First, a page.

Hey there, time traveller!
This article was published 15/1/2010 (2300 days ago), so information in it may no longer be current.
Nashville-raised singer/songwriter Kesha Rose Sebert made digital-sales history in 2009 when her infectious debut single TiK ToK got downloaded 610,000 times, the highest digital total for a female artist in one week since SoundScan started tracking figures. That's a force of nature.
Check into her past and you find that Ke$ha has sung backgrounds and co-written songs for fellow pop folk. How Lady Gaga-like.
Though Ke$ha doesn't have the drama or soulful vocal chops of Gaga, this catty rapper's first album sounds enough like the scorched electro-hop of TiK ToK to please fans of the drunked-up party anthem. Animal has an undeniable sonic mix of sheen and grit. Take It Off comes across like Britney's Circus with its dark electro-hooks and repetitive vocal chants. Blah Blah Blah is hard pop-hop cut with pogo-worthy beats.
Ke$ha doesn't reinvent the wheel. Then again, judging from those downloads, you probably wouldn't want her to, either. 'Ö'Ö'Ö
-- A.D. Amorosi, Philadelphia Inquirer
Since moving from Pinawa to the so-called big city here in Winnipeg, widely travelled troubadour Dan Frechette has gone from strength to musical strength. His fourth solo album is a stripped-down live effort that brims with the kind of self-effacingly dazzling songs fans have come to love.
He's the kind of songwriter that can practically charm the birds out of the trees with his sincerity and earnest language and has obviously looked at life from more than one angle, as songs like Lost River Blues and The Saddest Smile is Goodbye prove.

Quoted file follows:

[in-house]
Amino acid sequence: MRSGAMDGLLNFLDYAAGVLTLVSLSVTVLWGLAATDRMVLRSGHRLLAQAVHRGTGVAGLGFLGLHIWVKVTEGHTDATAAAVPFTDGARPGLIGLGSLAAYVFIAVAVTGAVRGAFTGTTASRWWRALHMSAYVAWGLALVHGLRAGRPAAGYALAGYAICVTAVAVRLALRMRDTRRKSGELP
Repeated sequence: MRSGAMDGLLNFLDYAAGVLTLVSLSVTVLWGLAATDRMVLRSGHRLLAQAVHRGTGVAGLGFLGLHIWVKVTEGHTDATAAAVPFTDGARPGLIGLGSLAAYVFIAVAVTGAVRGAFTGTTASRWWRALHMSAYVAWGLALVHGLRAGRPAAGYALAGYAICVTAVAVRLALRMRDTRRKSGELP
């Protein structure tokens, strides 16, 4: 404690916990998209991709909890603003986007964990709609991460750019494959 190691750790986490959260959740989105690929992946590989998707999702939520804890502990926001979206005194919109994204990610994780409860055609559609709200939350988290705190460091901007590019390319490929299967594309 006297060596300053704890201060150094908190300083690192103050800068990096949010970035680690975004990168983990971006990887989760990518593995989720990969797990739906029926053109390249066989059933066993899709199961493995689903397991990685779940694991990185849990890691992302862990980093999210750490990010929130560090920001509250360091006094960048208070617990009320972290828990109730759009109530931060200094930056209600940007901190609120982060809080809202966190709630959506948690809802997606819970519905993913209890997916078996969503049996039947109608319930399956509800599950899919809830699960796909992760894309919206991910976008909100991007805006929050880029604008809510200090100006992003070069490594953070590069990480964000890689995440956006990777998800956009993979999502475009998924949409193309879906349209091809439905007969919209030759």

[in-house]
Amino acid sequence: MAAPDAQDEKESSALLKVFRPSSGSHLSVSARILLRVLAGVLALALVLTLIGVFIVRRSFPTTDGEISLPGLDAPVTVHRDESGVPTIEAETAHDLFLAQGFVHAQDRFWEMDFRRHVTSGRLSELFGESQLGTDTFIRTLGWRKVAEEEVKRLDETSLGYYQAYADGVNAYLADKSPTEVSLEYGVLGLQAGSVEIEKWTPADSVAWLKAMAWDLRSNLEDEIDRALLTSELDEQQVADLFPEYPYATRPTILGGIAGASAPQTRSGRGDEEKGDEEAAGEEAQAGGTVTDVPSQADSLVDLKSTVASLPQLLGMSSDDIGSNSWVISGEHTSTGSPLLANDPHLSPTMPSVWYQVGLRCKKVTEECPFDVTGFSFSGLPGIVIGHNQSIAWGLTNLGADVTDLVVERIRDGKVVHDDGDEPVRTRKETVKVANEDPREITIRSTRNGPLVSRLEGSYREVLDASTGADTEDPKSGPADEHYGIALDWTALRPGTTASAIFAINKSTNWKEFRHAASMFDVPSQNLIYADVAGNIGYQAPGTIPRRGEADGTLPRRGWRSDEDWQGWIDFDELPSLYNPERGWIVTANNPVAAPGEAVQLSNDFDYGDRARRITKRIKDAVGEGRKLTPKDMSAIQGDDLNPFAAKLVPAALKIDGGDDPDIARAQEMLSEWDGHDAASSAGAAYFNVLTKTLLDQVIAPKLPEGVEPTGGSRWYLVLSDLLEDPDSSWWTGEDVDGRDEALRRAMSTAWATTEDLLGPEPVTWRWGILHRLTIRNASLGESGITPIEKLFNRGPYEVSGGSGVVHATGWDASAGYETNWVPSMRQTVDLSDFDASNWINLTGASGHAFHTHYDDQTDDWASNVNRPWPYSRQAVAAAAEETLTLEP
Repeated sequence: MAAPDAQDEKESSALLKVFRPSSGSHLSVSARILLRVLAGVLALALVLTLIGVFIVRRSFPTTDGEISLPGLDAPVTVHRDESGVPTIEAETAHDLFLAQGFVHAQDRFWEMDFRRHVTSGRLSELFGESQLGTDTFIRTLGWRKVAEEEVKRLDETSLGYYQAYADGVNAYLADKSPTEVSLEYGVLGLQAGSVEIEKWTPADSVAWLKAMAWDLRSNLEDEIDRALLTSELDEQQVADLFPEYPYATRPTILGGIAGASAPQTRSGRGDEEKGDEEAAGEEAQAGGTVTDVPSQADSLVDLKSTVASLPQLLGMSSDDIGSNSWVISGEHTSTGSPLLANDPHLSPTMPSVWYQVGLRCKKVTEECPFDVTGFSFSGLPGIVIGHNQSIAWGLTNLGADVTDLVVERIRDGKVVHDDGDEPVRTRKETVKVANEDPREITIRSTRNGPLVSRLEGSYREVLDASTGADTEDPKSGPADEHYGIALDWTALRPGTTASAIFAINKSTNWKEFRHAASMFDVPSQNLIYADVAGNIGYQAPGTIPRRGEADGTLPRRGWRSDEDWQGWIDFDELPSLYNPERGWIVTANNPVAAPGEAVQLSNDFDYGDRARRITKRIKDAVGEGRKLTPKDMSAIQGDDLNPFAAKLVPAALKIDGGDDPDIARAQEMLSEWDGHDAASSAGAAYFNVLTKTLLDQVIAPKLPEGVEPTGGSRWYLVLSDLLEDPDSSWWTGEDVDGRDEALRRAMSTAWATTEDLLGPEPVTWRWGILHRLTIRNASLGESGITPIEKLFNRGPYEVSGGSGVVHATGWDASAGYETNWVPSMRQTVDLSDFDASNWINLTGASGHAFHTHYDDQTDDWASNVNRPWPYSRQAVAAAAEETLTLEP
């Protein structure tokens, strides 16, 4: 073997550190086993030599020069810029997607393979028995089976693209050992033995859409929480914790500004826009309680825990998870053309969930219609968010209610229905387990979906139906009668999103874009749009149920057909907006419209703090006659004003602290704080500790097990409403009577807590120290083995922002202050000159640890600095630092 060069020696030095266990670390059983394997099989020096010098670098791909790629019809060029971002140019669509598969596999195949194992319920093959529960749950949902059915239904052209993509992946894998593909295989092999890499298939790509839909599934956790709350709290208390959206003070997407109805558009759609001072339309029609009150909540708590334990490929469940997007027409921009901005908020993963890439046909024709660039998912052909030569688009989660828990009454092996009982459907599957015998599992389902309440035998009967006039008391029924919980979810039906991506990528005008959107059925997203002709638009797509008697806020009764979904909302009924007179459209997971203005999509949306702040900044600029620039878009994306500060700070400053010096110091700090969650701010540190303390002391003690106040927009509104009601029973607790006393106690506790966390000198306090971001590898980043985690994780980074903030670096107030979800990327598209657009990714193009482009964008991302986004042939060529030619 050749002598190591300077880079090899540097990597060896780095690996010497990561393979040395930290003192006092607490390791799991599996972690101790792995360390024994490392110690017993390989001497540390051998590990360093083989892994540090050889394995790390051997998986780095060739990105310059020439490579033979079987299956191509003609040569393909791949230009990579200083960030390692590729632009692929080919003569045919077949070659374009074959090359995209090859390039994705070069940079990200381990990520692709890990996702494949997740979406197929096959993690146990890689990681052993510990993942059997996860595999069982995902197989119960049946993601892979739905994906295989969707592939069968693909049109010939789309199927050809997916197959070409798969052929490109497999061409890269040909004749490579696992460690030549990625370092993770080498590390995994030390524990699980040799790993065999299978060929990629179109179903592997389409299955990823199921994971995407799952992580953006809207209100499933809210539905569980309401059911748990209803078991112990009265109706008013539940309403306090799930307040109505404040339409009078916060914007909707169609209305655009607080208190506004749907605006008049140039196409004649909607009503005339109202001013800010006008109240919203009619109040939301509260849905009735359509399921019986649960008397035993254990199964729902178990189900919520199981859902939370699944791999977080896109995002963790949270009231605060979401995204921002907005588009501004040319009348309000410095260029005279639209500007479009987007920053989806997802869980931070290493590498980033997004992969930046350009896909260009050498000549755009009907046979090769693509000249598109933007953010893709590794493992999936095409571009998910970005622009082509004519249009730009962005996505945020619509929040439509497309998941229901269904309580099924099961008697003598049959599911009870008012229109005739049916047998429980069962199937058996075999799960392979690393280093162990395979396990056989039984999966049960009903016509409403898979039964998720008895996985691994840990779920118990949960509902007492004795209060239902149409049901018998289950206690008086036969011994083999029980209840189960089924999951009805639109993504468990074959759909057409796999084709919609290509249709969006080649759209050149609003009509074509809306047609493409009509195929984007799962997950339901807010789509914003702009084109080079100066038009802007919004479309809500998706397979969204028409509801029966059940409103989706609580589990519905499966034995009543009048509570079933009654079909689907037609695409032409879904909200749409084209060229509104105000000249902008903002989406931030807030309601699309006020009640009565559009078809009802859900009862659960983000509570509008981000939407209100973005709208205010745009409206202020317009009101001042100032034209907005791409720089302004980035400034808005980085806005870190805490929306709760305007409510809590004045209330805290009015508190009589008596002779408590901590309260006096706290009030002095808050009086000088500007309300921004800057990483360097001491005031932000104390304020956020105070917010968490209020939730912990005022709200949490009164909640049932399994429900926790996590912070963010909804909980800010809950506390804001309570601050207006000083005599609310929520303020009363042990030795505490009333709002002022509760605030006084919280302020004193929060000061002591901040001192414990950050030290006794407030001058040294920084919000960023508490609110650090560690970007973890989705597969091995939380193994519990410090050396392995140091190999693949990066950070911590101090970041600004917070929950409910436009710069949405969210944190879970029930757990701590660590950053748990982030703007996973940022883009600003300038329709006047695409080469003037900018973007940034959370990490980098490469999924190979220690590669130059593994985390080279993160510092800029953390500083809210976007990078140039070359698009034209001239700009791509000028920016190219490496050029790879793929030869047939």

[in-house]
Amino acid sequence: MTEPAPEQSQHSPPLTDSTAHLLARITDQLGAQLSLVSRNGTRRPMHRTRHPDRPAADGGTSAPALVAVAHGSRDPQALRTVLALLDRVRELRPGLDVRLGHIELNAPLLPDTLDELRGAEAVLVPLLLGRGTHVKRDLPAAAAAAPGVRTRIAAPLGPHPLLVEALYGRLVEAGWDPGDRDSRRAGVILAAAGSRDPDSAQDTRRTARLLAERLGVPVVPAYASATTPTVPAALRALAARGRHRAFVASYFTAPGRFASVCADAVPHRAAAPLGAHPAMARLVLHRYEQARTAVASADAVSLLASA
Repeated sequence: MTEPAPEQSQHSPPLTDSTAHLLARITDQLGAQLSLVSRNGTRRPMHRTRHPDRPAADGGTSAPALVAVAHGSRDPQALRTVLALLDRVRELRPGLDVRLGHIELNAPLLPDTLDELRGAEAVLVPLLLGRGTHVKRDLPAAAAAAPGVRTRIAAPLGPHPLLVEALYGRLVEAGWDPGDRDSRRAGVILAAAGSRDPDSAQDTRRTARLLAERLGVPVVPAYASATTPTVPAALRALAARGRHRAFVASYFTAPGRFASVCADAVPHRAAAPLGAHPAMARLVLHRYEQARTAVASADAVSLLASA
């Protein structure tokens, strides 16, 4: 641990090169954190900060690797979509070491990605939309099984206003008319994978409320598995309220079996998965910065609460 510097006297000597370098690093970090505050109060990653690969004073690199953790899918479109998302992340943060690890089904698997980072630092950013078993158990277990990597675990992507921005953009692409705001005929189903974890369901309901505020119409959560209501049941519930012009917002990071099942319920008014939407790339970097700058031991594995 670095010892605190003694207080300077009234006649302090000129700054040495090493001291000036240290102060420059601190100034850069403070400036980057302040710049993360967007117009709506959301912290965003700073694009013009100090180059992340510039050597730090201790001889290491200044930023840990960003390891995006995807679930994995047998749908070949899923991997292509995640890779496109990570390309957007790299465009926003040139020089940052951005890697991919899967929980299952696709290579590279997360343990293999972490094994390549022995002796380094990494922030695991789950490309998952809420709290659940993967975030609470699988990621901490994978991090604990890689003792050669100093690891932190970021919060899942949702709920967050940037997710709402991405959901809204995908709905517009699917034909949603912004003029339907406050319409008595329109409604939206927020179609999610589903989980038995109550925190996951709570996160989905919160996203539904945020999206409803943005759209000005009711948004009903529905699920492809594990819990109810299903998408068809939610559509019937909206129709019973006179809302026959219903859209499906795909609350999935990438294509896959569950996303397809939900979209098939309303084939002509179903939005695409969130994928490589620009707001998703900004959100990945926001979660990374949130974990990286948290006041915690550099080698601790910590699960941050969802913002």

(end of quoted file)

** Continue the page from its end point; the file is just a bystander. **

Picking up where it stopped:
Frechette has an intelligent, light-hearted side too and while there are smiles in some of the songs they obviously really only camouflage some deeper, earnest world view. This is a balanced, interesting live document that bears up under repeated listenings. 'Ö'Ö'Ö'Ö
-- Jeff Monk
When you name your band after the feces that gets stuck on the hair of an animal's buttocks you'd better be good.
Winnipeg's the Dingleberries avoid being made the butt of jokes with a collection of 12 smartly-crafted pop-tunes that touch on hard rock (Find That Highway), roots (Dead Horse Creek, Stay With Me, Halfway Tree), bar rock (the title track) and jangle-pop in the vein of Barenaked Ladies (Believe in Me recalls Brian Wilson).
It's a diverse mix of sounds that shows off a wide range of songwriting styles and influences from the veteran quintet, but nothing sounds out of place. Ashore is definitely not crap. 'Ö'Ö'Ö
Enough already with the whining about whether the Columbia University grads in Vampire Weekend have committed crimes of inauthenticity by dallying in Afro-pop from a privileged Upper West Side perch. Instead, kudos to Ezra Koenig and his Ralph Lauren-sporting crew for expanding on their 2008 self-titled debut's most agreeable mix of New Wave perkiness and King Sunny Ade juju without sacrificing an iota of instantly accessible catchiness.
On Contra's 10 clean, concise songs, Koenig sticks to his playfully worldly lyrical guns while adding depth to his songwriting. In Horchata, he rhymes the titular Mexican agua fresca drink with "Aranciata" and "balaclava," and he gets his modern-art jollies in a "Richard Serra skatepark" on White Sky. But there's also the wistful heartbreak of Taxi Cab and contemplative tranquillity of the closing I Think UR A Contra.
Sorry, naysayers, there's no sophomore slump in store. 'Ö'Ö'Ö'Ö
-- Dan DeLuca, Philadelphia Inquirer